New Zealand is a strong supporter of disarmament, particularly of weapons whose inhumane effects breach international humanitarian law and the associated laws of armed conflict covered by the Geneva and Hague Conventions.
We're a signatory to international treaties and conventions that work to limit the production, proliferation and use of inhumane conventional weapons and weapons of mass destruction.
The elimination of nuclear weapons is a particular focus and New Zealand has a long-standing reputation for taking a firm, principled line on this. New Zealand is also concerned about stockpiles of chemical weapons, the potential of biological weapons, and the use of many conventional weapons, including cluster munitions, landmines and small arms. While a range of international treaties indicate a strong will to work toward disarmament, reducing global weapon stockpiles can be a frustratingly a slow process.
MFAT’s International Security and Disarmament Division advises the Minister of Foreign Affairs on arms control and disarmament policy. The division implements and advocates for disarmament policy through our posts, especially in Geneva, Vienna, The Hague, New York, and Paris, as well as at home. It also ensures our obligations under international treaties and arms control regimes are met.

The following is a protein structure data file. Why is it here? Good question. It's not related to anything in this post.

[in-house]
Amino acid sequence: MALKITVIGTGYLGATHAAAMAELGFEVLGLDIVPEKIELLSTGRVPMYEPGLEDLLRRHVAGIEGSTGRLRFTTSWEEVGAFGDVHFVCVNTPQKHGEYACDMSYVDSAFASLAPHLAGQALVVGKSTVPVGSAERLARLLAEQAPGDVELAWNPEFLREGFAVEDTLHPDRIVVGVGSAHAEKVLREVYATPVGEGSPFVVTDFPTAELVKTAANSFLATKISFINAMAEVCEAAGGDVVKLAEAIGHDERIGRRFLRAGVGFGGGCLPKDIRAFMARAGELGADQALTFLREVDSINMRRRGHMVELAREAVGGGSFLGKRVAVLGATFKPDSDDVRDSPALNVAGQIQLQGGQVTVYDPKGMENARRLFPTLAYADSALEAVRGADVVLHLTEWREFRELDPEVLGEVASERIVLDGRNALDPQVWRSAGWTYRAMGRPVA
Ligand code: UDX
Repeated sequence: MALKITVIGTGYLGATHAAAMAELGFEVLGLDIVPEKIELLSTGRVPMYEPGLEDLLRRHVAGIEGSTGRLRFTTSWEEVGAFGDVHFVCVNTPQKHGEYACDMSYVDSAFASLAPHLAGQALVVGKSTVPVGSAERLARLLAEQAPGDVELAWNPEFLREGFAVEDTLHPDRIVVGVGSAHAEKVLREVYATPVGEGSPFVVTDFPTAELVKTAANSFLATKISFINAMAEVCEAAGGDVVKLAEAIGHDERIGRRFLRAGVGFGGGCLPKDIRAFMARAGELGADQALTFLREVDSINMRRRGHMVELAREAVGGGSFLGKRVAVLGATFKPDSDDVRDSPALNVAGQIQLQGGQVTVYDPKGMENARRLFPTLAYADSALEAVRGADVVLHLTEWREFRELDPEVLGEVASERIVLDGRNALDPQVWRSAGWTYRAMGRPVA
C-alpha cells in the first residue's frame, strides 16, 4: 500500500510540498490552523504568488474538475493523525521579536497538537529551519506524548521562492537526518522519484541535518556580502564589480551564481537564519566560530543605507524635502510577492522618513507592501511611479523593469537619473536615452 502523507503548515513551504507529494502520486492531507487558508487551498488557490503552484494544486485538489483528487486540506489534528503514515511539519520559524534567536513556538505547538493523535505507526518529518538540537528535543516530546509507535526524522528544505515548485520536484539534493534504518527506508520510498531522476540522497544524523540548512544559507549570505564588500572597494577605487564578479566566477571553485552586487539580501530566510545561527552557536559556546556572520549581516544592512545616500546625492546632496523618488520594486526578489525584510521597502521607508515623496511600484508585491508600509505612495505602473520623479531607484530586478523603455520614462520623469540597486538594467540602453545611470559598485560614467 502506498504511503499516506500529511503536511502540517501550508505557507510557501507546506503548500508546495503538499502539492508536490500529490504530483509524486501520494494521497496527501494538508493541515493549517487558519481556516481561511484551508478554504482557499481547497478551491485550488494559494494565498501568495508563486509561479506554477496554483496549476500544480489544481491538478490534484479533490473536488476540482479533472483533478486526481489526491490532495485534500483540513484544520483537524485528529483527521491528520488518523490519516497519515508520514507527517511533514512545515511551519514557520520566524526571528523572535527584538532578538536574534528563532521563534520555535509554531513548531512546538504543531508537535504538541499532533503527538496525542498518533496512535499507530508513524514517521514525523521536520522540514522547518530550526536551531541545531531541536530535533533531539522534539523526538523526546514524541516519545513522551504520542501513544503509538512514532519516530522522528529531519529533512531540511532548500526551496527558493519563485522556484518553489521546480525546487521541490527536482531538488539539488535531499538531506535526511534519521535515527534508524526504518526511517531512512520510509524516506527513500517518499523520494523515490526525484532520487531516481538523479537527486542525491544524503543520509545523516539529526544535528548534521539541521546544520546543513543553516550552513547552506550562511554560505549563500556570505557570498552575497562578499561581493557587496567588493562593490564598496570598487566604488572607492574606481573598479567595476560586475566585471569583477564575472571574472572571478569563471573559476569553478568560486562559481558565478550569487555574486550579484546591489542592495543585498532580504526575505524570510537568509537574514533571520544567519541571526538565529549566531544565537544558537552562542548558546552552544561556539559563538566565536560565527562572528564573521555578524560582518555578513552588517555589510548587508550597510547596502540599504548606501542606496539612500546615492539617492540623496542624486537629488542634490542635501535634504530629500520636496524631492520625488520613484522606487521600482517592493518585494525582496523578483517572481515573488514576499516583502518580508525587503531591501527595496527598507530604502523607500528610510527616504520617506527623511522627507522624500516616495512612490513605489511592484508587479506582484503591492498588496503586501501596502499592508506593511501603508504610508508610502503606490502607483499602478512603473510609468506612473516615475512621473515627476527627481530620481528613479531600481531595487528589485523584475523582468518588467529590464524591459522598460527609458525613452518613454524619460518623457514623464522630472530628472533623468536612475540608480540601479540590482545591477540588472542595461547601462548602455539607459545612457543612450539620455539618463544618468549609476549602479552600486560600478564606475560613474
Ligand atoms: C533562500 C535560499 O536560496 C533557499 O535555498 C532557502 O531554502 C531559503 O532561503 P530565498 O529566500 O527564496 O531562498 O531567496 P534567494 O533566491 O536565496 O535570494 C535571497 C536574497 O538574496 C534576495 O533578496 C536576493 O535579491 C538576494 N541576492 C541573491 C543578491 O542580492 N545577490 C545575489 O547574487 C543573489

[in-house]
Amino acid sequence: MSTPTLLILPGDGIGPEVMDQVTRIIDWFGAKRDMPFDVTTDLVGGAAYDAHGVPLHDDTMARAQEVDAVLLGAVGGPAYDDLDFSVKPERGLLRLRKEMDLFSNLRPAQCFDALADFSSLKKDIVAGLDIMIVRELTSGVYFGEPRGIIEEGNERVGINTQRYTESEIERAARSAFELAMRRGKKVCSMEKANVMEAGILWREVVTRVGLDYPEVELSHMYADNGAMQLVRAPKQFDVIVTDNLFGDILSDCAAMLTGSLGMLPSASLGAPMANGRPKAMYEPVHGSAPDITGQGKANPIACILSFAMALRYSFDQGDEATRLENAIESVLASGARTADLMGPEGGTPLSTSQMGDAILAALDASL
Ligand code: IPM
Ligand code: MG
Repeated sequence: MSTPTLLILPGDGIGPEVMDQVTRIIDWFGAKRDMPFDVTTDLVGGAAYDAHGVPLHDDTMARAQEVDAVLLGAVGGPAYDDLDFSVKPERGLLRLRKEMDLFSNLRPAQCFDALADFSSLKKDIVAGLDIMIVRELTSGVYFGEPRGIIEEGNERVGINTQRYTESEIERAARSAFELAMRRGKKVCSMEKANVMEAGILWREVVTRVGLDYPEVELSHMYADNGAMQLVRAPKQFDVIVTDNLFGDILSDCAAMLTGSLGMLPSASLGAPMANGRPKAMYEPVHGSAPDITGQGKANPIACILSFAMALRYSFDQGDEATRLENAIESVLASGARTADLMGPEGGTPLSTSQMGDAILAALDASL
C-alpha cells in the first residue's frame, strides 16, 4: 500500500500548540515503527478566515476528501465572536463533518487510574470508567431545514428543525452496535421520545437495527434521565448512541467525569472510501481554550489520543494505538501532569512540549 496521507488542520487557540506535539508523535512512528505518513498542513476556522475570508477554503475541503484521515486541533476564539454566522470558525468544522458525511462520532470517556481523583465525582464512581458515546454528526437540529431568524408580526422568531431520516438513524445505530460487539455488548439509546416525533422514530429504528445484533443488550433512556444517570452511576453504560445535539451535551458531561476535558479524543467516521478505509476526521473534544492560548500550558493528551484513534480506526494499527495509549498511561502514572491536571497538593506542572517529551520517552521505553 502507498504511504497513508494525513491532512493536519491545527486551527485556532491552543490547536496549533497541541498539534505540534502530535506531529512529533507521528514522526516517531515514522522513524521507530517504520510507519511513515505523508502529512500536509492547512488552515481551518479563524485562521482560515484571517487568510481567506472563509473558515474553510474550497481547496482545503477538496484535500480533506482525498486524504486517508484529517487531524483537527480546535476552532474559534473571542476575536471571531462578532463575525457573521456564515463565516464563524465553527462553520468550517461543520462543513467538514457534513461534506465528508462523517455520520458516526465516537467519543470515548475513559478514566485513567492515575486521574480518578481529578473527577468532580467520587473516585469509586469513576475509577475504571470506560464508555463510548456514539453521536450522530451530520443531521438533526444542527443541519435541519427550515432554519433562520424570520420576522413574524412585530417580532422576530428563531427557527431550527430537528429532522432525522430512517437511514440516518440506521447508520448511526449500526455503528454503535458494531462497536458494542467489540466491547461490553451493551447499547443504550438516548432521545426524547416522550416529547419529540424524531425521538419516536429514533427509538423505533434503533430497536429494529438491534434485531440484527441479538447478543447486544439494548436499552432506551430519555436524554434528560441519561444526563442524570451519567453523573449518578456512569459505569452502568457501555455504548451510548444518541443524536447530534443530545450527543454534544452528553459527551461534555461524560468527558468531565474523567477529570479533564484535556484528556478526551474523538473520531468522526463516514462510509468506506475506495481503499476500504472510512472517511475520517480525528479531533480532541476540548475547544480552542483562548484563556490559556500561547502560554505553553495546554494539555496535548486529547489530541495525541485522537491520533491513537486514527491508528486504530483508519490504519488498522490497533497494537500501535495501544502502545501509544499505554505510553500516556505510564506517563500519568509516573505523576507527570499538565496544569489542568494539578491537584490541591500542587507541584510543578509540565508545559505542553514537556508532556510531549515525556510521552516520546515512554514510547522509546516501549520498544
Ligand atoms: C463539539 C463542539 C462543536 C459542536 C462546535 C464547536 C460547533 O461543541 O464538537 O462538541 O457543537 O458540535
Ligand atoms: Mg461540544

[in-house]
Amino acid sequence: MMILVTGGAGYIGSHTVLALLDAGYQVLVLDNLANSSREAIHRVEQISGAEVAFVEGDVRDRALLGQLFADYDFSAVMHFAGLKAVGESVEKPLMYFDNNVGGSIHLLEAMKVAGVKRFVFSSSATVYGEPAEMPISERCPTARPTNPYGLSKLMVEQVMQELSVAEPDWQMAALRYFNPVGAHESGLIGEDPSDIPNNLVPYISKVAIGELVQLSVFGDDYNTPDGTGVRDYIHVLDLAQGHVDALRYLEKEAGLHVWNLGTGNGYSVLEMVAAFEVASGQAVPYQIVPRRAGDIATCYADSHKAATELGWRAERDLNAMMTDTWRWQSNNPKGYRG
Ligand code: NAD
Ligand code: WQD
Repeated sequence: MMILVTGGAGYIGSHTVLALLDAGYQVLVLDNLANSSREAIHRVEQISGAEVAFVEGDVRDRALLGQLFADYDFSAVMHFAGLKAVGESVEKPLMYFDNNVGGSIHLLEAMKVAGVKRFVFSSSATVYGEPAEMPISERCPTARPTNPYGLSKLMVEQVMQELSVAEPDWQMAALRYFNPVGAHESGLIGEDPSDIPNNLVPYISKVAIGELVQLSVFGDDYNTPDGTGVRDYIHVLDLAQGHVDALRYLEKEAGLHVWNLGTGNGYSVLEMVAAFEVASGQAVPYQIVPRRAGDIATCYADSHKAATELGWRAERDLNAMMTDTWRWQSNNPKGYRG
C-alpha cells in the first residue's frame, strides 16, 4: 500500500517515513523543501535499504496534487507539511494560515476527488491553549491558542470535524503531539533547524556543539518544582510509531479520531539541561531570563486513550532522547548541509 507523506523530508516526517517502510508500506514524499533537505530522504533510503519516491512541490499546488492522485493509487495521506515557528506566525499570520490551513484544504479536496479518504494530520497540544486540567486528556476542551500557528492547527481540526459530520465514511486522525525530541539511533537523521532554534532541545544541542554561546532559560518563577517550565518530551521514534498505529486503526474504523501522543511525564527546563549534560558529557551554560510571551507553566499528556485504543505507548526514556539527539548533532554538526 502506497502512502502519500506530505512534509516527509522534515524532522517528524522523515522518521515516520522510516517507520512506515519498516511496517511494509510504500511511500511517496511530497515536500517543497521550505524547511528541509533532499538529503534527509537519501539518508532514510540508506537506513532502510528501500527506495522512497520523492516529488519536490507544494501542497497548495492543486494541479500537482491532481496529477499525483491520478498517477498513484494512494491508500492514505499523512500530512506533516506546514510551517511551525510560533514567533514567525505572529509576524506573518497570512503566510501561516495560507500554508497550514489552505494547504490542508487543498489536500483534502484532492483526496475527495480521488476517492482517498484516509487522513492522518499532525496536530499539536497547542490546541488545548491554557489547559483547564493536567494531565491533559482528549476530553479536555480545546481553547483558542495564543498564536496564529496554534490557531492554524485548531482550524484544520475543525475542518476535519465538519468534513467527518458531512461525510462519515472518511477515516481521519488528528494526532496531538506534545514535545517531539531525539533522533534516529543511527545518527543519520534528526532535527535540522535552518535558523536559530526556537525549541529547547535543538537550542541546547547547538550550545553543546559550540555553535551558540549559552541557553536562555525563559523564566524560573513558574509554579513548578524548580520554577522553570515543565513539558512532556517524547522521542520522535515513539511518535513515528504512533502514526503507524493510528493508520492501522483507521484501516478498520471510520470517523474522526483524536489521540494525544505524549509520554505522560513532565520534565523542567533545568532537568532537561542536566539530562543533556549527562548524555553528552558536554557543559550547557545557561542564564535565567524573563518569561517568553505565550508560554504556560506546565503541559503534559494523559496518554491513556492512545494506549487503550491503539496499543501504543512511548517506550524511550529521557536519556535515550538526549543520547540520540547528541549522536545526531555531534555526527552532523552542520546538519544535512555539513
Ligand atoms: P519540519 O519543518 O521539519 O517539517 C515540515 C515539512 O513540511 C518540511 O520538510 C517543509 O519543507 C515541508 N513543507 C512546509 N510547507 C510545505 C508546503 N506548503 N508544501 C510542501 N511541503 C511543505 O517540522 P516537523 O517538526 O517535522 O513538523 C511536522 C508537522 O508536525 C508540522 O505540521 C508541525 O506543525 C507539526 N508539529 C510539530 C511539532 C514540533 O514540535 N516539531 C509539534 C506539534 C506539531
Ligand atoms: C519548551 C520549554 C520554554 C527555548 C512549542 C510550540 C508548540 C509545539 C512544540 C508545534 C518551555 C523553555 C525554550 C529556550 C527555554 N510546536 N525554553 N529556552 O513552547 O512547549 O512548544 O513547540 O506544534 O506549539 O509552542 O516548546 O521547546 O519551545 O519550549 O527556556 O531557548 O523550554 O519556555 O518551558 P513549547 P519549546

MFAT coordinates the Public Advisory Committee on Disarmament and Arms Control (PACDAC), which advises the government on disarmament issues.
Our disarmament work
New Zealand’s disarmament work is guided by international treaties in two areas:
Weapons of mass destruction – Nuclear weapons, chemical weapons and biological weapons
Conventional weapons – Land mines, cluster munitions, arms trade, small arms and light weapons, and inhumane weapons
We're also party to several international agreements on the import and export of strategic goods (weapons and materials that can be used to manufacture weapons). In line with these agreements, New Zealand has laws around the trade of strategic goods.